At church on Sunday we sang a song entitled “Reckless Love” written by Cory Asbury, Caleb Culver, and Ran Jackson that was released in October of 2017. It’s a beautiful song that serves as a reminder of God’s amazing love for us. It’s part of the church’s worship rotation so it’s one we’ve sung several times before and I’ve heard it elsewhere as well.

Here’s the chorus if you’re not familiar:

Oh, the overwhelming, never-ending, reckless love of God
Oh, it chases me down, fights ’til I’m found, leaves the ninety-nine
I couldn’t earn it, and I don’t deserve it, still, You give Yourself away
Oh, the overwhelming, never-ending, reckless love of God, yeah

I’m good with the lyrics until I get to the word – “reckless.”

“Reckless” is an adjective that describes a person not thinking or caring about the consequences of their actions. It’s rarely considered a positive attribute.

In an interview, Asbury who performs the song, said, “When I use the phrase ‘the reckless love of God,’ we’re not saying that God himself is reckless. He’s not crazy. We are however saying that the way He loves is in many regards quite so.”

“What I mean is this. He’s utterly unconcerned with the consequences of his actions with regards to His own safety, comfort and well-being. His love isn’t crafty or slick, it’s not cunning or shrewd.In fact all things considered it’s quite childlike, might I even suggest sometimes downright ridiculous. His love bankrupted heaven for you, for me. His love doesn’t consider Himself first, it isn’t selfish or self-serving. He doesn’t wonder what He’ll gain or lose by putting Himself on the line. He simply puts Himself out there on the off chance that you and I will look back and give Him that love in return,” he said.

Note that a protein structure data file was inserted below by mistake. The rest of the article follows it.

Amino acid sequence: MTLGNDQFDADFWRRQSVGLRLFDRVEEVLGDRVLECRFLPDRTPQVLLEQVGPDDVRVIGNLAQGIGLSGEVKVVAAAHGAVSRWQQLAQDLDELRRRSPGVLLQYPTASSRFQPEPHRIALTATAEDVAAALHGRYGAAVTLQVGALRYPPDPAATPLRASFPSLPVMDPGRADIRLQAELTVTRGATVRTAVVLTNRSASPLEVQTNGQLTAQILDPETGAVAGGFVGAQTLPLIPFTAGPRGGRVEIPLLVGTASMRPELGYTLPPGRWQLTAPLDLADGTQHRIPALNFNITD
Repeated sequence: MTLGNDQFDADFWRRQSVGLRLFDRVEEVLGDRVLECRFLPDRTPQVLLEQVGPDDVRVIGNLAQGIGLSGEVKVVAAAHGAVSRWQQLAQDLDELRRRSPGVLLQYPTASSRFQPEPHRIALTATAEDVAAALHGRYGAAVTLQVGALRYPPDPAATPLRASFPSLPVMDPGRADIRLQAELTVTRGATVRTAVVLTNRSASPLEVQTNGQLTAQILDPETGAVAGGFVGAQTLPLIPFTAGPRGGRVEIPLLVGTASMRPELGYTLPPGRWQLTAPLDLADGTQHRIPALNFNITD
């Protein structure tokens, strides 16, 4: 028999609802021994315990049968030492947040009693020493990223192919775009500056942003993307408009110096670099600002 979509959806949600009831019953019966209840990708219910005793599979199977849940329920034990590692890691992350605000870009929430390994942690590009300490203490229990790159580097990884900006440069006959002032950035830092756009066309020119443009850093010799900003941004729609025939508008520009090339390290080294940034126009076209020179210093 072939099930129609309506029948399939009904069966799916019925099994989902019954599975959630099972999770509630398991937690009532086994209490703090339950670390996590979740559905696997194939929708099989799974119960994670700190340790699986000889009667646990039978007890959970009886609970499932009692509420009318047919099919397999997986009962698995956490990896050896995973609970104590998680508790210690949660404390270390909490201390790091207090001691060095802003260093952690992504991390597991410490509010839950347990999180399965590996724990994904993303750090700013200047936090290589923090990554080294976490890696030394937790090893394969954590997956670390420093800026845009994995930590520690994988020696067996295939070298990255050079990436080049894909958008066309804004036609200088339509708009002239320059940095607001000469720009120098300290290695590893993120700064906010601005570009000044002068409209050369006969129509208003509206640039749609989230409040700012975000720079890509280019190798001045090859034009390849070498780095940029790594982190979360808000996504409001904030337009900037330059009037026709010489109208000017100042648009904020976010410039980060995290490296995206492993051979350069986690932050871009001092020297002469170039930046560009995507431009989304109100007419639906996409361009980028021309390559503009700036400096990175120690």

I get what he’s saying, and I can definitely see what he is saying from a human perspective. You and I loving the way God loves us would indeed seem reckless, especially to a watching world.

But God’s love for us is thoughtful. His actions on behalf of sinful humanity was fully considered – consequences and all.

The Apostle Paul writes, “But when the fullness of time had come, God sent forth his Son, born of a woman, born under the law, to redeem those who were under the law, so that we might receive adoption as sons,” (Galatians 4:4-5, ESV).

We also see this in Romans. “For while we were still weak, at the right time Christ died for the ungodly,” (Romans 5:6, ESV).

God’s love for us that is culminated in His sending His one and only son was thoughtfully planned. He planned for the redemption of sinful humanity.

At exactly the right time God the Father sent Jesus into the world to fulfill the promises of the Old Testament.

God the Father fully considered the consequences of sacrificing His Son.

“For in him all the fullness of God was pleased to dwell, and through him to reconcile to himself all things, whether on earth or in heaven, making peace by the blood of his cross,” (Colossians 1:19-20, ESV).

He knew that our salvation required the shed blood of His Son on the cross.

Jesus knew what it would entail as well, and he certainly considered the consequences. Jesus struggled.

“My soul is very sorrowful, even to death,” Jesus said to his disciples in the Garden of Gethsemane, (Matthew 26:38).

He then prayed, “My Father, if it be possible, let this cup pass from me; nevertheless, not as I will, but as you will,” (Matthew 26:39, ESV).

He agonized so much about what was to take place he sweat blood, (Luke 22:44).

Yet, Jesus was obedient.

So, God’s love is selfless, sacrificial, undeserved, marvelous, merciful, life-giving, incomprehensible, eternal, limitless, but it is not reckless.

His love calls for a response. His love provides for our redemption. His love leads us to worship. His love allows us to love.

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